There’s been a little storm erupting over Twitter regarding EA’s announcement of their new Charm Girls Club IP and corresponding line of “EA Girls” products, which suffer from pretty much all the issues that Michael Abbott so succinctly wrote about in a semi-recent Brainy Gamer post. Essentially, the vast majority of “girl games” promote a shallow, crass consumerist worldview that’s every bit as dangerous as the violence we see in games played by boys of the same age — perhaps even moreso, since said consumerism tends to be brushed off as perfectly normal and harmless. After all, you look at the magazines on the shelves and the TV shows and movies being targeted to young girls, and it’s pretty much the same thing, isn’t it? EA and co. are just giving these young girls exactly what they want… aren’t they?
Obviously, I can’t speak for everyone, but considering that I, unlike the majority of folks who work on these sorts of games,  actually used to be a pre-teen girl, I’d say my opinion’s got to be at least somewhat valid. Thus, here’s what I’d do if I were somehow given an opportunity to write a game for pre-teen girls.
Focus, above all else, on story and characters. As with most of my pet projects, this would definitely be a game about people rather than things. Most “girl games” are already like this, but on a very superficial “omg popularity contest!” sort of way. I’d like to take this a much deeper level, dealing with themes such as bullying and ostracism, parents getting divorced, the death of a loved one, pressure to succeed academically, moving to a new city (or country), falling in love, and I’m sure you can think of plenty more. Because, y’know, pre-teen girls actually go through these sorts of things, and it’s important for them to have something to relate to on this level. I know it was for me and my friends.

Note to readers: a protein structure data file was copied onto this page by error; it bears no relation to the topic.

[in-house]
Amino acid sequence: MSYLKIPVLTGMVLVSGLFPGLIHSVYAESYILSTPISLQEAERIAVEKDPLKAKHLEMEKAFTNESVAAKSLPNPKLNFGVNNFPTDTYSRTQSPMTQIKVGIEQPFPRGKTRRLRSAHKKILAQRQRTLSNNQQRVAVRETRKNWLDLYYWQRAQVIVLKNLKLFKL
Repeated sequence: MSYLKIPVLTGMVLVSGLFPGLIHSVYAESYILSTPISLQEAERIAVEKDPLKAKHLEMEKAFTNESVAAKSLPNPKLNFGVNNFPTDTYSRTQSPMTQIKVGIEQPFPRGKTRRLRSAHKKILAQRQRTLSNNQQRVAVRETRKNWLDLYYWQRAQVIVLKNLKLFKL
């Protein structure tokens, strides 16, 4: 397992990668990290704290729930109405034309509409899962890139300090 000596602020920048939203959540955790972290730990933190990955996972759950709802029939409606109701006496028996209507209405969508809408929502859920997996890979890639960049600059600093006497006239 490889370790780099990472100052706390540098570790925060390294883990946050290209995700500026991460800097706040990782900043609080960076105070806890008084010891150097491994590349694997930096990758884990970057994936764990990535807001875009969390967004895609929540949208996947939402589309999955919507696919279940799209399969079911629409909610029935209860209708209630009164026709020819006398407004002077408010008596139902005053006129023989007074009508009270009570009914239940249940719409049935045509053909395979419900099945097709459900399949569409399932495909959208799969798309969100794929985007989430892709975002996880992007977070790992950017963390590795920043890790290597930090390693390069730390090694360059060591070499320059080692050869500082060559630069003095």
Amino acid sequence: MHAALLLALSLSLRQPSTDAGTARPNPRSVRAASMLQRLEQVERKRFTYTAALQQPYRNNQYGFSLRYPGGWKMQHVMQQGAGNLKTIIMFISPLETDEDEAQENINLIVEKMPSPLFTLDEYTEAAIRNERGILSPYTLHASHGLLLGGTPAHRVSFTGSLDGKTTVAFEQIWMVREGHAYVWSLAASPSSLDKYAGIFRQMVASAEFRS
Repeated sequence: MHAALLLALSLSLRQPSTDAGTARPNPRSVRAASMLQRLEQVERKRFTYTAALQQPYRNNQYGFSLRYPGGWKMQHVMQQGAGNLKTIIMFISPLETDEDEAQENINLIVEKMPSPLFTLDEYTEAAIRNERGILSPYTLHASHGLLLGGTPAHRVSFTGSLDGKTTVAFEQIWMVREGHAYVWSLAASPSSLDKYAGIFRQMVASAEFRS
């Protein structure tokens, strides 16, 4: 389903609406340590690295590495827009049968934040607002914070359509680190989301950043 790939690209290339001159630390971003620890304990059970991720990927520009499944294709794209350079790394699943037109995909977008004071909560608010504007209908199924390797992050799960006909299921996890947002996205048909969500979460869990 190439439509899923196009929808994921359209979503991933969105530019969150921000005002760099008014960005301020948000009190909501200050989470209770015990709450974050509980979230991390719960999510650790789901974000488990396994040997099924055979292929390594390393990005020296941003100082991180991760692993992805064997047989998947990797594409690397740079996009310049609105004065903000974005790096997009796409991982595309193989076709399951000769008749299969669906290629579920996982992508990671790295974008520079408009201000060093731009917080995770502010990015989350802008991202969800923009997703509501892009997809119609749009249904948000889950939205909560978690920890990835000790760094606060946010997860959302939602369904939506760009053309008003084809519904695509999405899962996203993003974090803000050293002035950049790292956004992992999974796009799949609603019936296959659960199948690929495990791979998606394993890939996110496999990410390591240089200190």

Pass the Bechdel Test. This means having 1) at least two girls who 2) talk to one another about c) something other than a man. In other words, the game should be about girls, rather than merely featuring them as sidekicks or love interests. This goes without saying.
Have girls doing things that are actually empowering. When I was that age, I was a sucker for books and movies about being the only girl on the football/baseball/hockey team. There’s just something enormously satisfying about proving you’re just as good, if not better, than all the boys, and I don’t think it applies to just sports, either. You could be the only female warrior in a fantasy setting, or, say, the only female hacker in a sci-fi setting. An even better variation on this theme is having an entire team of girls doing something un-stereotypically girly.
Deal with sexuality in a mature, matter-of-fact manner. It would be really awesome for there to be a video game equivalent to Judy Blume books. ‘Nuff said.
Have protagonists of many different shapes, sizes, and colours. That’s right. Stop giving girls self-esteem issues by insisting that the only thing worth being is white and skinny. I mean, seriously.
Don’t be afraid to include some educational content. I was twelve years old when Titanic hit the theatres, and all my friends were fascinated by it. Though at first it seemed like they were really just there for Leonardo DiCaprio, they soon wound up amassing enough trivia about the real Titanic to fill a whole history class report. In short, girls do care about the real world, not just “girl world”. Including history, philosophy, classic literature, science, and math as story elements might just whet a budding geek girl’s appetite to study these things in greater detail.
Speaking of Leonardo DiCaprio, where are the cute, non-threatening boys? Okay, so this may not be the most feminist thing to highlight, and it is a tad heterosexist, but the one thing I notice about girl games that I never see in other media aimed at girls is a complete lack of teen boy heartthrobs. No wonder girls don’t play games! Of course, in all seriousness, it would be rather nice to have male characters in games who actually know how to treat girls and women like human beings, unlike certain overbearing, possessive jerks that pass as love interests in other stories. Yes, I’m talking to you, Edward Cullen from Twilight!
Anyway, these are just a few of my ideas. Do you have any others to add? Let me know!